As curators and pedagogues aim to pursue the communicative and potential educational benefits of museum and science center environments in the digital age, increasing research attention is on measuring aspects such as attraction, engagement, holding power and dwell time of interactive exhibits [9,10,11,12]. Another developing area is probing how visitors actually use and interact with the digital platforms, and what the nature of interaction may eventually imply for learning [5,7,13].
This paper reports the first findings from an overall research programme investigating how visual content can be incorporated into an interactive digital touch table to communicate (sub)microscopic biological phenomena. In addition, the research aims to explore the preference and engagement attributes of the embedded biological visualizations through logging visitors’ interaction with features and content of the table interface. The future phase of the work will examine how users’ interactions are related to any potential learning of biological concepts and processes.

1.1. Research on Interactive Multi-Touch Tables in Science Center and Museum Settings

Digital interactivity is changing the way scientific content is discovered, accessed, communicated and explored [14,15]. Experiences afforded by modern digital technologies play a critical role in how science topics evoke interest and engagement during individual and collaborative interaction [12,16,17]. The last decade or so has witnessed the rapid emergence of finger-based multi-touch tables (e.g., Figure 1) as communication interfaces in science centers and museums [12,13,18]. In such contexts, touch interfaces are more than mere “modes of display”—they physically and digitally mediate between science communicator and user through various interactive features [8,19]. At the same time, given that interactive digital platforms respond dynamically to user inputs, researchers are finding it increasingly relevant to explore what choices users make during interaction [20]. In this regard, data logging techniques offer a means to obtain information about how users interact with a system. Recently, logging has been applied to research contexts where real-time recording of user actions reveals fine-grained detail about interactive and exploratory preferences [5,6,7,21].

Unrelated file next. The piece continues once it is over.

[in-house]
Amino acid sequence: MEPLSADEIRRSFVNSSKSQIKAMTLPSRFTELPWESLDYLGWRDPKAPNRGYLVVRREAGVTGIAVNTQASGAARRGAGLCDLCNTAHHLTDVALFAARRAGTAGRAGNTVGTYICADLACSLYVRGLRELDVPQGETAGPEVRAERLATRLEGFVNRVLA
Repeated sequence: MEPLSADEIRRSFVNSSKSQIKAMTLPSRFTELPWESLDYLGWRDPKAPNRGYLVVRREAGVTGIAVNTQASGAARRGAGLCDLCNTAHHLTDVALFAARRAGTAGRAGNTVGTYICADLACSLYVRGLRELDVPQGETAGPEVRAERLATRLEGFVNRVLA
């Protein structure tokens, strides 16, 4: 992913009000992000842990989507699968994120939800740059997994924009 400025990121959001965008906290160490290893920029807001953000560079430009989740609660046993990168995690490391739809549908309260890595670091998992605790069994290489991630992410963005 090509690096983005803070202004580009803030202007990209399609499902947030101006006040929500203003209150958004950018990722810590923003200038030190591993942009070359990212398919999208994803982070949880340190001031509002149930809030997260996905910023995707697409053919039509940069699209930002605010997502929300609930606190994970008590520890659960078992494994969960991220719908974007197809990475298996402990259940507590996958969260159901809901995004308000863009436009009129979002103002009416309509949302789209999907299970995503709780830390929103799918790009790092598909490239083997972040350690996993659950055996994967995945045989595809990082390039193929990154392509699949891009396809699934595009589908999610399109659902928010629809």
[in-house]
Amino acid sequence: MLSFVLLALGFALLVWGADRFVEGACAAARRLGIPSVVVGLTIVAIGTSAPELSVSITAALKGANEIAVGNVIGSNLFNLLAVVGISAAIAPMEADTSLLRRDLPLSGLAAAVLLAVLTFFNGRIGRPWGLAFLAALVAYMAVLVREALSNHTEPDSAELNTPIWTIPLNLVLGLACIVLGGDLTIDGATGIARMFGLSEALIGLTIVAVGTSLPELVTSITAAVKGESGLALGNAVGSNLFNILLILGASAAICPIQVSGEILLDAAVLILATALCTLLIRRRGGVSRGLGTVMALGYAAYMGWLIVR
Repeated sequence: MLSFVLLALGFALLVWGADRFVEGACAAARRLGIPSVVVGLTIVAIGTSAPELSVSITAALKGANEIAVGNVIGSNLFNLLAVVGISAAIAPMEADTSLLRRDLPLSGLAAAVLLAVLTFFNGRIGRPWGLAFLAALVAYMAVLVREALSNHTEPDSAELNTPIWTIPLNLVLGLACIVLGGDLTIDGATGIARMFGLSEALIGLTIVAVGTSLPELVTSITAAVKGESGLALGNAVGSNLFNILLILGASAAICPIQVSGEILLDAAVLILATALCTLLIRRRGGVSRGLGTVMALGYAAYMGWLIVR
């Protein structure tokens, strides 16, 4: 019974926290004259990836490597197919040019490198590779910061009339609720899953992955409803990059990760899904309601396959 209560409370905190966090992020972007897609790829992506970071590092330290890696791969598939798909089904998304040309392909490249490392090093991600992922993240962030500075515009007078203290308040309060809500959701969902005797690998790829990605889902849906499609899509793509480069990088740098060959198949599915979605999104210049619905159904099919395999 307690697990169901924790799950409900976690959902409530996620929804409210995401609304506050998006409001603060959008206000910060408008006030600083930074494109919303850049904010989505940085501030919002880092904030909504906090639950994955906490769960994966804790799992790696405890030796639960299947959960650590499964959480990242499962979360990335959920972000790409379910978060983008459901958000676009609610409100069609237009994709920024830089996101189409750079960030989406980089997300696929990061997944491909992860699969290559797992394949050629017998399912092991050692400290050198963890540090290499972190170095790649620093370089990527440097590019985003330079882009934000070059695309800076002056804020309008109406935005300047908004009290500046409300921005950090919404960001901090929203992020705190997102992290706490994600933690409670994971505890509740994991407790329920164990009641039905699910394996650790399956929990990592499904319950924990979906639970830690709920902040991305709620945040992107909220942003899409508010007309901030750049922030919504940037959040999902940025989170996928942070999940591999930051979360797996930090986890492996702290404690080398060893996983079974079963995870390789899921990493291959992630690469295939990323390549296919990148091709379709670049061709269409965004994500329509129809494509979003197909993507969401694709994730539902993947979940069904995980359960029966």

Seven selected studies concerned with engagement, communication and learning properties of multi-touch table interfaces that concern visitors’ interaction with the technology in science center and museum contexts are reviewed below. Their review is not intended as an exhaustive account of research on human interaction with multi-touch digital tables at large. In a study by Zaharias et al. [22], a 3D multi-touch table comprising a mirror reflecting a projected image onto a horizontal table surface, and an infrared camera that tracked user finger movements, was used to represent the “Walls of Nicosia” in a municipal museum in Cyprus. The aim of interacting with the table was to provide the user with a virtual tour of the fortifications of Nicosia while facilitating users’ engagement and participation. Features of the table included navigating through visualized content by pressing virtual buttons. Additional two-finger gestures also allowed zooming, panning, and tilting of the perceived view. A comparison between a group of 5th-year school students (“control” group) that learned the content through paper-based materials with another (“virtual” group) that interacted with the table showed no significant differences in learning outcomes. However, the group that interacted with the touch table revealed a significantly more favourable user experience than the control group [22].